Today, FedUp Mom answers a question she posed three weeks ago in her guest post where she suggested that people read Such, Such Were the Joys by George Orwell. Read her answers to the first and second questions she posed here and here. And, of course, don’t forget to chime in with your own answer.
Such, Such Thursdays
by FedUp Mom
(from Such, Such Were the Joys)
3.) “Looking back, I realize that I then worked harder than I have ever done since, and yet at the time it never seemed possible to make quite the effort that was demanded of one…All through my boyhood I had a profound conviction that I was no good, that I was wasting my time, wrecking my talents, behaving with monstrous folly and wickedness and ingratitude — and all this, it seemed, was inescapable, because I lived among laws which were absolute, like the law of gravity, but which it was not possible for me to keep…The conviction that it was not possible for me to be a success went deep enough to influence my actions till far into adult life.”
Would Orwell have fared better or worse in your local “gifted” program? Explain.
FedUp Mom’s ANSWER:
I see echos of Orwell when I look at my daughter’s experience at our nominally high-performing public school. My daughter was singled out as bright because of her performance on various exams. Once the school figured out she was bright, they figured they could squeeze a lot of achievement out of her that would make the school look good. When I complained that she was becoming anxious and depressed, it made no difference.
For a sensitive child, as many gifted children are, the experience of constantly being judged “not good enough” is devastating. This is why I can’t agree with those who think that what gifted children need is harder classes, and that the experience of failure will somehow be good for them.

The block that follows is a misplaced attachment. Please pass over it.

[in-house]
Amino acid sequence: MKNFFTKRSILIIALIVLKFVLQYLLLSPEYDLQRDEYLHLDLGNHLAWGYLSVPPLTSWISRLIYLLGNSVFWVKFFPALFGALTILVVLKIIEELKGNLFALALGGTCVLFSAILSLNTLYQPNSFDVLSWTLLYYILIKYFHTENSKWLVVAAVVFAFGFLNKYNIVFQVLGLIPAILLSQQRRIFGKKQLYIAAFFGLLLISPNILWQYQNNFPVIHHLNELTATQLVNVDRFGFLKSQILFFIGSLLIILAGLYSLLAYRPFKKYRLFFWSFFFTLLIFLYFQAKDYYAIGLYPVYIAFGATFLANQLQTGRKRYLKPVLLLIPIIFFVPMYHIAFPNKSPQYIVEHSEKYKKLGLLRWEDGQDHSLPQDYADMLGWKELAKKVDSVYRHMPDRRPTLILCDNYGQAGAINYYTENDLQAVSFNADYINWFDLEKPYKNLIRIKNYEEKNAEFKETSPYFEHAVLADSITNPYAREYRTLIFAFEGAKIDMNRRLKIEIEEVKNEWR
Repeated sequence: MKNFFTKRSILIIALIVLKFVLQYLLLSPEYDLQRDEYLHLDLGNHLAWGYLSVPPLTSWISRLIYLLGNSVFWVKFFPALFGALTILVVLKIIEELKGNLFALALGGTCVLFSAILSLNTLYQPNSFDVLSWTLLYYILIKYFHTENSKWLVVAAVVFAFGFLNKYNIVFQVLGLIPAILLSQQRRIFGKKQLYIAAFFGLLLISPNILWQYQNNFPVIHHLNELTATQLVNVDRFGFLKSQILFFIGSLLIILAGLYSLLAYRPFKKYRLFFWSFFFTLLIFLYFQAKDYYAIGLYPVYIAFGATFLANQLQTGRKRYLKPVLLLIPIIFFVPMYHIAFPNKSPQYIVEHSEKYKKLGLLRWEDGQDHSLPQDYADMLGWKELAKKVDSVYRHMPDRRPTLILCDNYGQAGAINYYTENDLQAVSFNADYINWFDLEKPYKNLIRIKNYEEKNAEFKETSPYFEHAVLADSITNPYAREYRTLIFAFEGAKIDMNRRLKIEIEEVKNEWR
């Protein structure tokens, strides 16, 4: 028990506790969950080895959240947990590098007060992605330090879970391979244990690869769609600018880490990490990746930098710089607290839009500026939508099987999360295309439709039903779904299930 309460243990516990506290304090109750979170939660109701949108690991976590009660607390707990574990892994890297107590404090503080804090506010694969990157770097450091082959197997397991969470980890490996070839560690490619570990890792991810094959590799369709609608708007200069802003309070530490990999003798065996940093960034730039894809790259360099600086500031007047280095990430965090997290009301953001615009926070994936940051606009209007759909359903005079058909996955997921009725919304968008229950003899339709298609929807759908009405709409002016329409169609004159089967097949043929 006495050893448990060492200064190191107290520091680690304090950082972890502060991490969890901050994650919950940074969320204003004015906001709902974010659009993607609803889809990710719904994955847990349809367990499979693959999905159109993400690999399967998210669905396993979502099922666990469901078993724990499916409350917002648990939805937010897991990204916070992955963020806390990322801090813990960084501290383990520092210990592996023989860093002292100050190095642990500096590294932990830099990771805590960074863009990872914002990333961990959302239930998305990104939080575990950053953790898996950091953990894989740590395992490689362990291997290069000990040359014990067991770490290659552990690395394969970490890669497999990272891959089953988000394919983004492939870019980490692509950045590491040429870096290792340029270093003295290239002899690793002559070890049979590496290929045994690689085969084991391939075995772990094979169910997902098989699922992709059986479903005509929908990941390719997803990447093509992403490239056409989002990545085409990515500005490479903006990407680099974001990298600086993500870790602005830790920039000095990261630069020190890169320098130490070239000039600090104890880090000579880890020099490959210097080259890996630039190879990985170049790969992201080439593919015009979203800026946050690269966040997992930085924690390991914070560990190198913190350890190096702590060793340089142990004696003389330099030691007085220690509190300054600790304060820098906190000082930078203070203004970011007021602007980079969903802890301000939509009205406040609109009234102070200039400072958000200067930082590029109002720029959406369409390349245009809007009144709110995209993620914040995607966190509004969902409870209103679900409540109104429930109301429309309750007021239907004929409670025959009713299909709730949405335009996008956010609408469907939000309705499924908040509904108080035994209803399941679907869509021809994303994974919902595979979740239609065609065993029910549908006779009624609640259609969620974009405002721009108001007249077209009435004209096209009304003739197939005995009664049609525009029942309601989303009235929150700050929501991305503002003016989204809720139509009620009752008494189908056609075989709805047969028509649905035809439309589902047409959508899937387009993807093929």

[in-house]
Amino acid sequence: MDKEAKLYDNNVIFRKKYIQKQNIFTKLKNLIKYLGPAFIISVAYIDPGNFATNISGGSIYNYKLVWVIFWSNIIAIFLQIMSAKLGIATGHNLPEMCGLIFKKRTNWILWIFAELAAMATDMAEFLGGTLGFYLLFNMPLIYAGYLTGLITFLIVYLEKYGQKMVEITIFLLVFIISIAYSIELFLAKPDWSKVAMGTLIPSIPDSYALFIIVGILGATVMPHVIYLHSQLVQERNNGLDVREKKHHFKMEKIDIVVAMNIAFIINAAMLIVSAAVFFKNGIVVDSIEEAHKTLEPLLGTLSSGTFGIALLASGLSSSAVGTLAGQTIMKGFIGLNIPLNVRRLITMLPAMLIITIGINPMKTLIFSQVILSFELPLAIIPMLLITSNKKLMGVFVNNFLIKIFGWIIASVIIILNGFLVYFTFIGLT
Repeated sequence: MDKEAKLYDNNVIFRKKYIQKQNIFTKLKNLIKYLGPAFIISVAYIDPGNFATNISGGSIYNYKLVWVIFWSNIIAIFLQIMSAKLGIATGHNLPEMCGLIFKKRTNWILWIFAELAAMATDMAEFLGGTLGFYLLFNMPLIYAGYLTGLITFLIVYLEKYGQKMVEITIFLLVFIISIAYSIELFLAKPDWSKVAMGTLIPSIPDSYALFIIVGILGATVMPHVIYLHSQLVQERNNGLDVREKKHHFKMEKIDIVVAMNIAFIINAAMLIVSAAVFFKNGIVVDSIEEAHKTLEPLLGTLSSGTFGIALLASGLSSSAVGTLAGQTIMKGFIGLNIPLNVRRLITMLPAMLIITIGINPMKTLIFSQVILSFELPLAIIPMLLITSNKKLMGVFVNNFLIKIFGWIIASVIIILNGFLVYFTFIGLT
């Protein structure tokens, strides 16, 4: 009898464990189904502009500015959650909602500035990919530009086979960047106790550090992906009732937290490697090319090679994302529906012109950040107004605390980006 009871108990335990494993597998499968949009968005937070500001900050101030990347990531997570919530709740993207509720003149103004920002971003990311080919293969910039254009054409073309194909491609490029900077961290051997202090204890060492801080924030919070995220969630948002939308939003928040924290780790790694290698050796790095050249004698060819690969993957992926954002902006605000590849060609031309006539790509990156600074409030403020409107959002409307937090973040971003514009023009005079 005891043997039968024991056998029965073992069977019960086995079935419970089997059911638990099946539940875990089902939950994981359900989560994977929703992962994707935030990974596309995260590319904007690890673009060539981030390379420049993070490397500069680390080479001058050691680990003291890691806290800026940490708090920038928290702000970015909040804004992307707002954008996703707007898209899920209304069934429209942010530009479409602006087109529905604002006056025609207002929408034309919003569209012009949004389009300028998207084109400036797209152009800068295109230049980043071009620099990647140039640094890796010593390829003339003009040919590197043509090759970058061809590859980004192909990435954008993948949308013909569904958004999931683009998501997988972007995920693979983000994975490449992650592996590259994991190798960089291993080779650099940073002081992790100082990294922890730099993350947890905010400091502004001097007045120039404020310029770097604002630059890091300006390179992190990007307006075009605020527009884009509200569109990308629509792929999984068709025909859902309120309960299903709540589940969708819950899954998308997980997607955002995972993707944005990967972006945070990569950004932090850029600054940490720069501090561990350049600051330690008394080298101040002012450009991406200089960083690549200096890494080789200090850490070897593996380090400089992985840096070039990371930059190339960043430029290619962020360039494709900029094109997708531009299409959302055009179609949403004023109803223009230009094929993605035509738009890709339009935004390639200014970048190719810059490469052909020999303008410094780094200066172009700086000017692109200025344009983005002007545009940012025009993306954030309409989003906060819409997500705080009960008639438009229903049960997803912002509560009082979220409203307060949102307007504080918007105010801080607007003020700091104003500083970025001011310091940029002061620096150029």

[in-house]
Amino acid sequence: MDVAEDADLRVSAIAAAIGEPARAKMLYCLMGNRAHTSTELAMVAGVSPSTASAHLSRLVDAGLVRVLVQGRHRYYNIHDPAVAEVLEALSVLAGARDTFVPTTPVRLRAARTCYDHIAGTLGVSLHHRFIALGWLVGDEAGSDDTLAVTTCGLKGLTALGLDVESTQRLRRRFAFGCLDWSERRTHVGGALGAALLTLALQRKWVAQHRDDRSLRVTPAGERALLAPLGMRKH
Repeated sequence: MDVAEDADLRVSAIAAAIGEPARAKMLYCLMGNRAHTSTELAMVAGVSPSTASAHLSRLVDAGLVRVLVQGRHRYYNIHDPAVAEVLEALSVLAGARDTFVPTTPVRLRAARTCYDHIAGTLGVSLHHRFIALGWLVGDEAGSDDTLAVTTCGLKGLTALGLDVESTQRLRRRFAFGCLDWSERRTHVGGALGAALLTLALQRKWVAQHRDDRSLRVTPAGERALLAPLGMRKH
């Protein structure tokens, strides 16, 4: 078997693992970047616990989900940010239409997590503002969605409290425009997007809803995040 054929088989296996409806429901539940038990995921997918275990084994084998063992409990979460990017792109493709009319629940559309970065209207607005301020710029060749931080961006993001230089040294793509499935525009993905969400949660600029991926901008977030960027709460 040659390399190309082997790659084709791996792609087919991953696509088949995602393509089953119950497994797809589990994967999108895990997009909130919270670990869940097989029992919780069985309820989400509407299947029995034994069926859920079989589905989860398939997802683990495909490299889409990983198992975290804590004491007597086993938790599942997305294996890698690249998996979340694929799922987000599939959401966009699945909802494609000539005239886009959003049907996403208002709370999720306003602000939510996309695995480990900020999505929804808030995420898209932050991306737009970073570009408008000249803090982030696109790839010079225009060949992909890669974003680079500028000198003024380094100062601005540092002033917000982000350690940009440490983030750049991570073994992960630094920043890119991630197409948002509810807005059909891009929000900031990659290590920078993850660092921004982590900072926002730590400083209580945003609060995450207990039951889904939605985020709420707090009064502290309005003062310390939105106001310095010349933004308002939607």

It is true that some gifted children don’t learn study skills, because everything the school hands them is so far below their actual level. This happened to me, actually. When I got to college, I took an intro Biology course that I enjoyed a lot. I attended every lecture with great interest. When our first test came back, I was astonished to discover that I had flunked it, big time (less than 20/100, I think.) I had the following conversation with the teacher:
Me: I don’t understand what happened! I was here for every lecture!
Teacher: Well, you need to take notes during the lecture, and read the chapter in the textbook. Then, the night before the test, you look back through your notes and review the chapter in the textbook.
Me: Really? Wow!
I honestly had no idea. I followed the teacher’s advice and got As from then on.
So it is true that letting a gifted child drift along, passing classes with no effort, is not doing them a favor. But the opposite strategy, putting gifted kids in “rigorous” classes so they are constantly struggling, does them no favors either.
A gifted child who works hard and does her best should be allowed to feel successful. School should be a pleasure for all children, but a gifted child in particular should experience real joy in learning. A school where the brightest kids are anxious, stressed out, sleep deprived, and terrified of failure is a school that has put its own reputation ahead of the students’ health.